Home > Regression > Modeling Field Goal Kicking

## Modeling Field Goal Kicking

Since it is (American) football season, it seemed appropriate to do a football example to illustrate summarizing a bivariate posterior.

One way of scoring points in football is by kicking field goals.  The ball is lined up at a particular location on the field and the kicker attempts to kick the ball through the uprights.

We are interested in looking at the relationship between the distance of the attempt (in yards) and the result of the kick (success and failure).  I collect the results of 31 field goal attempts for the Big Ten college games in the second week of the 2011 season.   I read the data into R from the class web folder and display the beginning of the data frame fieldgoal:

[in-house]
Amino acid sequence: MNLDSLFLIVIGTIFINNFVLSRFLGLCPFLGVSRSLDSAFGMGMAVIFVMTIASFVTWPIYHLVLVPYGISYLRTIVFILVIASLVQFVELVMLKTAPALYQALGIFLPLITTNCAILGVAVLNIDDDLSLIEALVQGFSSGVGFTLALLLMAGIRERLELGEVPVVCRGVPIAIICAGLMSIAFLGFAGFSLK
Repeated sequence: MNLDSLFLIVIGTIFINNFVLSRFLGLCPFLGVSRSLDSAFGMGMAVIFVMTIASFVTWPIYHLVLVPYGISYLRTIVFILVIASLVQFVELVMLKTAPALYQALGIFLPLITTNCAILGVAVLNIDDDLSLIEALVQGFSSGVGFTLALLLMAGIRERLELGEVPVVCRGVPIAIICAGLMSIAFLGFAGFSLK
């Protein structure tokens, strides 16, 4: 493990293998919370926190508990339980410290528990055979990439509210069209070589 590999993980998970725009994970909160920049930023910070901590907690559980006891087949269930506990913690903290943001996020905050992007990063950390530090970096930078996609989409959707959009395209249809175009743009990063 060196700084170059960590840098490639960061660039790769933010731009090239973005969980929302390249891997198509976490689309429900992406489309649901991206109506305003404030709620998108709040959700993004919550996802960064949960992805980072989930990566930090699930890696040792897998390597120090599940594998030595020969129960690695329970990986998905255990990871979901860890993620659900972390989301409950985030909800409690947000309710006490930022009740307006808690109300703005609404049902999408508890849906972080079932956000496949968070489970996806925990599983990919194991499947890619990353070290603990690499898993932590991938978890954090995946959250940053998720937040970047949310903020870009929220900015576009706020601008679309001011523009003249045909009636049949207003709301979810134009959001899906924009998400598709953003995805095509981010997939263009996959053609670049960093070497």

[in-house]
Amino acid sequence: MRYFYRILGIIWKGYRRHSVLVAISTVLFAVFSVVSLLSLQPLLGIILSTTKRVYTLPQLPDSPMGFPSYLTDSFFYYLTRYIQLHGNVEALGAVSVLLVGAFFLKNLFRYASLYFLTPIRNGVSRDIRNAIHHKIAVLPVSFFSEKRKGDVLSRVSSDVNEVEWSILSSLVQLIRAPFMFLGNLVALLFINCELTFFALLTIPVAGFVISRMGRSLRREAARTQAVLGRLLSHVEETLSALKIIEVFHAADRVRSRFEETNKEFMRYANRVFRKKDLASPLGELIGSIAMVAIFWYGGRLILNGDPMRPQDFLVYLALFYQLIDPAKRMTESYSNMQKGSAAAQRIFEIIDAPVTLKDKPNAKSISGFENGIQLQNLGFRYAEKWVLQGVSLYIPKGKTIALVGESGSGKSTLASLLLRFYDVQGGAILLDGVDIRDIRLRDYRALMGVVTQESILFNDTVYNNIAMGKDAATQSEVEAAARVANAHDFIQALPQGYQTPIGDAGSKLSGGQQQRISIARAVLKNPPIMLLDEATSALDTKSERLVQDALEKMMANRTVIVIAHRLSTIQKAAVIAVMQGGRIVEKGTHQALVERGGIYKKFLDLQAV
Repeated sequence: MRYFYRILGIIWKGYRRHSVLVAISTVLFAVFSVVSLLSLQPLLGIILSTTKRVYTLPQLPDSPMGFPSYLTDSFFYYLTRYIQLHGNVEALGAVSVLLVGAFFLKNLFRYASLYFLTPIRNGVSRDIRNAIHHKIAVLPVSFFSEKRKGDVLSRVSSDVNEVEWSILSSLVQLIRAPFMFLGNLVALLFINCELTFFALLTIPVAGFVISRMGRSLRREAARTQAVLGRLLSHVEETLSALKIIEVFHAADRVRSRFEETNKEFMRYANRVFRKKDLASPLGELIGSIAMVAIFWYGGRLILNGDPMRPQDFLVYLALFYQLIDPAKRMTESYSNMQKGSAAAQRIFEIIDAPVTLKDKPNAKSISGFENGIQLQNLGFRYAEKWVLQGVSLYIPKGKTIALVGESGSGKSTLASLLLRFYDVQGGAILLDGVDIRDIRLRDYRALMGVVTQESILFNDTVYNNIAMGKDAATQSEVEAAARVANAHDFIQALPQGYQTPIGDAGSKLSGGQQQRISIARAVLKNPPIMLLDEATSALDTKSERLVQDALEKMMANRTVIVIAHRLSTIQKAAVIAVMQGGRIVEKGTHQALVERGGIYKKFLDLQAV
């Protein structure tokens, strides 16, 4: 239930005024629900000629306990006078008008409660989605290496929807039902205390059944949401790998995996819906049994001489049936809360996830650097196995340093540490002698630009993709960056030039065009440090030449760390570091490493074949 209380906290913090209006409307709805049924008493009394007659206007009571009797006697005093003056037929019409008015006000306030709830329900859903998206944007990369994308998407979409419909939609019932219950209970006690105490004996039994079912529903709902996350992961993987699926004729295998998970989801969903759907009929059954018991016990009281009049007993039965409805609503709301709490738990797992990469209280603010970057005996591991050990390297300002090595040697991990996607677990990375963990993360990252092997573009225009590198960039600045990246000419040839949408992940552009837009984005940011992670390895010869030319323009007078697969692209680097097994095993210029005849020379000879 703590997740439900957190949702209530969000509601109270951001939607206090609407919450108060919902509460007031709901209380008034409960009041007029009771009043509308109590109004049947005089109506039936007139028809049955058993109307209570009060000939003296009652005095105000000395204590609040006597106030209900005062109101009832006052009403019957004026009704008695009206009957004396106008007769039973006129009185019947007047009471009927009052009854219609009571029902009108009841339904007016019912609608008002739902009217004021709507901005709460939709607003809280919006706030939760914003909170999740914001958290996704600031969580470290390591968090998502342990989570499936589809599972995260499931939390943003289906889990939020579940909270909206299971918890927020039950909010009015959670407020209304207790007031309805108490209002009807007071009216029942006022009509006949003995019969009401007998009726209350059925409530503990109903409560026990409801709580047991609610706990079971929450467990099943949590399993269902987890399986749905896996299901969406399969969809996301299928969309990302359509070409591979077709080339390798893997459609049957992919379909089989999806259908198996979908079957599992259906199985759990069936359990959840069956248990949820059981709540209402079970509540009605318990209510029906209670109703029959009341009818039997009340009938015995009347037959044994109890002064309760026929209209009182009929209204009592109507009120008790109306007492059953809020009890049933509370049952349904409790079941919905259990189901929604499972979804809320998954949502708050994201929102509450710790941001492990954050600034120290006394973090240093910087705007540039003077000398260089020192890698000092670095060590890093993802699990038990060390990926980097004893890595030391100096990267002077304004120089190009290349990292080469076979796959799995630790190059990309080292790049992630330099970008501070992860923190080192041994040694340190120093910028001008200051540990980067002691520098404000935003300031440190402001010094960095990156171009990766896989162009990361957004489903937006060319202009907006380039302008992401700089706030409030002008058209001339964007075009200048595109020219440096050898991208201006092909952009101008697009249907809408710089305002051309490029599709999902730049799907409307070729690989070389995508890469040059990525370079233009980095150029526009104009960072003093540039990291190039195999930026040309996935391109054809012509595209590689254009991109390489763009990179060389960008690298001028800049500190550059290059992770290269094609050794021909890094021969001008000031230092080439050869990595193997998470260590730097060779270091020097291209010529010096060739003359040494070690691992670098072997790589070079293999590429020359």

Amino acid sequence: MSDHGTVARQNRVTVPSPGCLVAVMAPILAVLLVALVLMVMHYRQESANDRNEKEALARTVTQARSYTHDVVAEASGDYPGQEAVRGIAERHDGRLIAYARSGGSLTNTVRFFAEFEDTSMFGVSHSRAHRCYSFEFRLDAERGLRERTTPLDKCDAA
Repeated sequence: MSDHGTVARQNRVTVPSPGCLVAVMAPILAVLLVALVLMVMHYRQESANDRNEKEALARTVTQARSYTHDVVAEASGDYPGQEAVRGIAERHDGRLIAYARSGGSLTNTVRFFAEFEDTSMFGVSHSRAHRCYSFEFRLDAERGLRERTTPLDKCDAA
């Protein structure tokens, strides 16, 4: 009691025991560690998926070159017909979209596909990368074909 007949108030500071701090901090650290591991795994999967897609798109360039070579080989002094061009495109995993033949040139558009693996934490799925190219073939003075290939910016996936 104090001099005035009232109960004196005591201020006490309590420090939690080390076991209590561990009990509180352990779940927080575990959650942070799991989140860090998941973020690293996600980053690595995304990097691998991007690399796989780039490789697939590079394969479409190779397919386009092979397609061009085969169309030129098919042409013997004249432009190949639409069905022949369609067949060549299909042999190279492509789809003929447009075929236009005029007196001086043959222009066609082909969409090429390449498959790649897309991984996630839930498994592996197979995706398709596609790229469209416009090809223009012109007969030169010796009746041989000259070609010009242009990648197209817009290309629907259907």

> fieldgoal=read.csv("http://personal.bgsu.edu/~albert/MATH6480/DATA/fieldgoal.csv")
Distance Result
1       42      1
2       54      1
3       20      1
4       42      0
5       50      1
6       38      0

A logistic model can be used to represent this data.  Let $y_i$ denote the result of the $i$th kick at distance $x_i$ — either the kick is good ($y_i = 1$) or it is missed ($y_i = 0$).  Let $p_i$ denote the probability that $y_i = 1$.  A simple logistic model says that

$log \frac{p_i}{1-p_i} = \beta_0 + \beta_1 x_i$

The standard way of fitting this model is based on maximum likelihood based on the iterative reweighted least-squares algorithm.  We can implement this algorithm using the R glm function with the family = binomial argument.

> glm(Result ~ Distance, family = binomial, data = fieldgoal)

Coefficients:
(Intercept)     Distance
3.81329     -0.07549

As expected, the slope is negative — this means that it is harder to make a field goal for a longer distance.

We’ll use this example in a future post to illustrate prior modeling and “brute force” computation of the posterior.